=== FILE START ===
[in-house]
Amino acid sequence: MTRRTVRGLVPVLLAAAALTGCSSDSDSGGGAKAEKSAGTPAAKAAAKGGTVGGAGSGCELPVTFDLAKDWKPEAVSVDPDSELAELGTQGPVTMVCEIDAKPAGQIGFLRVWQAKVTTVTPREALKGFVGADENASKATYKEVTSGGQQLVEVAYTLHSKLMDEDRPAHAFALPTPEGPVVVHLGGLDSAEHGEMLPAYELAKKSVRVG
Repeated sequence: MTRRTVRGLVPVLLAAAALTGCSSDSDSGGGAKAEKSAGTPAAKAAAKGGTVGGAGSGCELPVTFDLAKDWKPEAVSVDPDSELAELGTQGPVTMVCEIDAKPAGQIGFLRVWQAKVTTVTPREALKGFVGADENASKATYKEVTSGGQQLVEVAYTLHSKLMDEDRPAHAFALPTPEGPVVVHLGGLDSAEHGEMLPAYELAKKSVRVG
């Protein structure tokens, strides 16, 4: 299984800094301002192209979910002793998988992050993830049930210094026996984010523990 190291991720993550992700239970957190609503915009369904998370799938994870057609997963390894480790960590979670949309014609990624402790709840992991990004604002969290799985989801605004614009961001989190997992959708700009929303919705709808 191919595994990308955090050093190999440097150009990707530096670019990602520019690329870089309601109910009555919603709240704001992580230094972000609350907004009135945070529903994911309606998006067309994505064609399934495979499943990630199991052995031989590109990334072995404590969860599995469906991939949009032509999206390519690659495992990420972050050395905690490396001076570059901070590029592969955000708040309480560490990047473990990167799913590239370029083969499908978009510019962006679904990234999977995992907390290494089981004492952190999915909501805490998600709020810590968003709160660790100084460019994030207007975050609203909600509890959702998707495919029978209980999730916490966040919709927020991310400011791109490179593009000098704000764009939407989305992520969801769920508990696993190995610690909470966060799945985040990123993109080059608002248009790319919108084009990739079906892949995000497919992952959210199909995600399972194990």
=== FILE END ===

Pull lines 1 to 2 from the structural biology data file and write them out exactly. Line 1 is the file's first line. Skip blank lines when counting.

[in-house]
Amino acid sequence: MTRRTVRGLVPVLLAAAALTGCSSDSDSGGGAKAEKSAGTPAAKAAAKGGTVGGAGSGCELPVTFDLAKDWKPEAVSVDPDSELAELGTQGPVTMVCEIDAKPAGQIGFLRVWQAKVTTVTPREALKGFVGADENASKATYKEVTSGGQQLVEVAYTLHSKLMDEDRPAHAFALPTPEGPVVVHLGGLDSAEHGEMLPAYELAKKSVRVG